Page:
Born in sin – continuing in sin is the CFP mark. Michael go back to Meaningless Label a Forbes story way back when, as well as the monkey passing the CFP test cover, and of course Bad Math; Bad Advice – not to mention the cover up for the CFP of its interlocking directorates and product liability.
Of course, then there was the higher degree (forget now what it was called – Registry I believe – that was grandfathered – IF you exempted the CFP Board and the College then of any liability). Note of disclosure – I had this higher designation – and was refused grandfathering (which would have meant I couldn’t continue the disclosures – which I was vindicated by Forbes, Barron’s, Consumer Federation op America and John Allen Poulous’ work.
And who looked the other way, NAPFA and its chairman that sat on the CFP Board!
Further vindication of born in sin – still living in the sin – 15+ years later – the cost of the CFP is the same or much less – proving the use of tax exempt status for structural barrier to trade by the old College for Financial Planning and its captured CFP Board
Of course, there are those who will play the Clinton card ‘that’s old news’ as if that answers the question.
The question is rightfully so – competence and its delivery and quality control.
Melissa Bunton says
NAPFA requires plan submission and review as a part of their membership requirement. I think it would be good to have to submit a plan or pass some competency exam on an ongoing basis (like every 5 years) similar to what medical doctors have to do to stay certified in their area.
True. Standards are shamefully low in many cases. Imagine becoming a doctor or lawyer with 6 months of self study. Proof is in the pudding. Many planners aren’t too smart or educated.
Promod Sharma | promoting insurance literacy says
Thanks for this thought-provoking post and comments. Skill is more important than a fiduciary standard. The challenge is showing that the skills are relevant and current.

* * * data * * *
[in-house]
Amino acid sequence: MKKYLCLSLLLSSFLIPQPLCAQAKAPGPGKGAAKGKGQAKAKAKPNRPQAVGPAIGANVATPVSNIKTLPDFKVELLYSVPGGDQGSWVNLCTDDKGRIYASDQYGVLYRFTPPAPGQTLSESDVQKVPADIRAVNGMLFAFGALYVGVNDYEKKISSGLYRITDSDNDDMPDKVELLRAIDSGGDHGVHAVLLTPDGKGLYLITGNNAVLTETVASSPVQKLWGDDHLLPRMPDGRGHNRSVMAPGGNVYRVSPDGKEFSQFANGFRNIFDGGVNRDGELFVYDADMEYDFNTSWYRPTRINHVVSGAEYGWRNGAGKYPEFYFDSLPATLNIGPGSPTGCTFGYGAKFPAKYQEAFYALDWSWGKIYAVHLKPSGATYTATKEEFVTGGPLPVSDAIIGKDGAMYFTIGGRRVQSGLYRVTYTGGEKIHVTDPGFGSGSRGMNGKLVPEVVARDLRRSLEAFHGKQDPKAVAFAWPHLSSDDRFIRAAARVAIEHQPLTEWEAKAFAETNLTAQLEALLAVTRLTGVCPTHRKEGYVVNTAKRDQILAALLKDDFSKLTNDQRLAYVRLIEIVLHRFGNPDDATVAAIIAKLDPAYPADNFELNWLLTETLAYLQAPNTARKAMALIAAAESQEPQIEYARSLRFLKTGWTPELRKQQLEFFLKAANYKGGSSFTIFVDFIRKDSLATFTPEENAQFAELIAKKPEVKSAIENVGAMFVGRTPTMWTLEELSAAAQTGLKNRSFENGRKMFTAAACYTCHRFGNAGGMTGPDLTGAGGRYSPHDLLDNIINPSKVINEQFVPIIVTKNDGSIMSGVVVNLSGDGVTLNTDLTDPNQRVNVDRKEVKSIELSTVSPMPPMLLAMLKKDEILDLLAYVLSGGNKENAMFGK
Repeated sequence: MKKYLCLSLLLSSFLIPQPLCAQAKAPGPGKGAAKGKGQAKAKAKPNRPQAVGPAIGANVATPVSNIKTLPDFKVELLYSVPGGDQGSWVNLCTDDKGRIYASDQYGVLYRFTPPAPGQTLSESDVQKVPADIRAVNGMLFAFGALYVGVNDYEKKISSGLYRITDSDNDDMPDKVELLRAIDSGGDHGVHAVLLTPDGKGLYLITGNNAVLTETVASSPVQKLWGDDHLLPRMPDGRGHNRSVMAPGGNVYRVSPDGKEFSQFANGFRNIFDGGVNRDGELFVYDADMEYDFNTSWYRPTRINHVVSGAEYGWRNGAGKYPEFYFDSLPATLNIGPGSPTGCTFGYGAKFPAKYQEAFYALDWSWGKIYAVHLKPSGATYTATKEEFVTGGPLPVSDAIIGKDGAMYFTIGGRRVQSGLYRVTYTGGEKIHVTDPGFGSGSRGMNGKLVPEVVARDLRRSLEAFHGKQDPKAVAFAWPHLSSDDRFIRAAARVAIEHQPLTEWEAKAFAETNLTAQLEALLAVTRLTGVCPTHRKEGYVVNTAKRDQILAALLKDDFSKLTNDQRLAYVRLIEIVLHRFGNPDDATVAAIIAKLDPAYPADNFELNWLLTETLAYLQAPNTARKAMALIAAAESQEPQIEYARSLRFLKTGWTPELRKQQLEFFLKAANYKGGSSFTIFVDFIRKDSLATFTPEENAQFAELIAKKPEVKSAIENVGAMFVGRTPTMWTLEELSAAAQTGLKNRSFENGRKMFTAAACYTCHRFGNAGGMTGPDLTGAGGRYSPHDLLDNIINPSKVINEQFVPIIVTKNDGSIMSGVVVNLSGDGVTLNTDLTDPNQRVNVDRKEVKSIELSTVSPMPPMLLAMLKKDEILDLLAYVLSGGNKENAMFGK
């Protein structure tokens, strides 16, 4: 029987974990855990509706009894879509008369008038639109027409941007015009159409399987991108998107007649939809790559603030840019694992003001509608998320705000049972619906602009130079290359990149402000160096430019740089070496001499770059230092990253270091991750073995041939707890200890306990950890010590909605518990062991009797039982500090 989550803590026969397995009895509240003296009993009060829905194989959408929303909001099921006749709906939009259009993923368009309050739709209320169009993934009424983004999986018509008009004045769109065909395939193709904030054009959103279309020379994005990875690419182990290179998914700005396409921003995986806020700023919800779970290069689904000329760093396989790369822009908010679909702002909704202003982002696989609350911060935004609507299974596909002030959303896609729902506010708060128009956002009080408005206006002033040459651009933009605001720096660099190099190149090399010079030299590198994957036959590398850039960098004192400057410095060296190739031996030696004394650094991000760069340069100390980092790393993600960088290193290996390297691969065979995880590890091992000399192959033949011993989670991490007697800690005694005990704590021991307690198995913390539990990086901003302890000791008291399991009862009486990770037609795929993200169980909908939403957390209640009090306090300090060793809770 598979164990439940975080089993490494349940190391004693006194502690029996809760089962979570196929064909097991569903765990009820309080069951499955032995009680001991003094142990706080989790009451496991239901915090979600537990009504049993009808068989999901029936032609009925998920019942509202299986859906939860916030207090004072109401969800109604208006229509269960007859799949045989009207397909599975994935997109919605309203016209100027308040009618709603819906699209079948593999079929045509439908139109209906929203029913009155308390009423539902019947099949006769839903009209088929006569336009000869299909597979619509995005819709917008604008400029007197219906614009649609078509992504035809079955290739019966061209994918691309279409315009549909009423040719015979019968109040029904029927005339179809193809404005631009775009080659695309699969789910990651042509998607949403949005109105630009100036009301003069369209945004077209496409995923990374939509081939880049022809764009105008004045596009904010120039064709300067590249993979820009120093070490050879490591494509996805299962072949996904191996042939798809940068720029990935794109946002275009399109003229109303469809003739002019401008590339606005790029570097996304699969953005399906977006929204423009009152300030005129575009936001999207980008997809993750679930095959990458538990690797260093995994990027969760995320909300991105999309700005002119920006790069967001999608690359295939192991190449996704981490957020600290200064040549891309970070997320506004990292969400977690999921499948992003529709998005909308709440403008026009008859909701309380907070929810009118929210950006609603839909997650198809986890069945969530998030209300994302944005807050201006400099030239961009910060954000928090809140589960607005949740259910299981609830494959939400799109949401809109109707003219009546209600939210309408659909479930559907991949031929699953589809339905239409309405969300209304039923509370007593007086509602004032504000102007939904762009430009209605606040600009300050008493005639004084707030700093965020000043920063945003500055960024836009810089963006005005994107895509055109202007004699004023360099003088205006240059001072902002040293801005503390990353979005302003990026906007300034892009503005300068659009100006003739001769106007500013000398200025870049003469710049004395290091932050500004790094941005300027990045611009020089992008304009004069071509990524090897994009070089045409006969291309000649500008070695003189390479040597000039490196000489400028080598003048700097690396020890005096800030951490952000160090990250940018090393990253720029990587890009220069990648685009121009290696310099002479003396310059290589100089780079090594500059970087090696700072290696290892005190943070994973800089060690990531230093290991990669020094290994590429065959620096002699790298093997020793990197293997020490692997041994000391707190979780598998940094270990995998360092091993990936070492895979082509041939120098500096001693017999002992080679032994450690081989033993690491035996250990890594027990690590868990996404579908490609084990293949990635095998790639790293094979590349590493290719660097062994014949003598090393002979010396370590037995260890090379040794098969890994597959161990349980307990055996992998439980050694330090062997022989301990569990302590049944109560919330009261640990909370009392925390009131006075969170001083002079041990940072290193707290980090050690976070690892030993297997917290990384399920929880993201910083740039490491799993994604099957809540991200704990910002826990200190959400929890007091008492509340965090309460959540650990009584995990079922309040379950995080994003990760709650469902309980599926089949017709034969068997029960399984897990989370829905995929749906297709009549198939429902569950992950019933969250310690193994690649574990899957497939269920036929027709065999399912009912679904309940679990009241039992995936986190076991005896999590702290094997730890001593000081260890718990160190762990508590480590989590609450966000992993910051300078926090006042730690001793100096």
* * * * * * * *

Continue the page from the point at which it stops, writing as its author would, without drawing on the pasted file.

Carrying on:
Credentials that look impressive mean little if the “Best Before” date passed long ago. Standardized testing doesn’t show if the skills are being applied in real life.
Teaching reinforces learning. Advisors can show their current skills by blogging, podcasting or creating videos — for free. They just need the will.
Ron Rhoades says
In public policy discussions advocates and opponents of the fiduciary standard tend to focus on the duty of loyalty, and in particular the requirement to avoid or properly disclose and manage conflicts of interest. Indeed, the distinguishing feature of the fiduciary standard is the duty of loyalty.
Yet this does not mean that the “fiduciary battles” are all about conflicts of interest. It is also, in my view, they are also about the standard of due care.
All professionals have a standard of due care. Unfortunately, the standard for brokers (and their registered representatives) remains (per FINRA rules) at the low suitability standard (at least for brokers not in relationships of trust and confidence with their clients). And the suitability standard has failed, for decades, to keep pace with developments in investment theory. Additionally, suitability has not, by and large, incorporated considerations of costs, fees, and taxes – all of which have been shown to pose significant drags on individual returns.
Turning to registered investment advisers, who already possess a fiduciary duty of due care, I believe the bar needs to be raised substantially as to what “due care” constitutes – both in terms of financial planning, as well as investment portfolio design and management.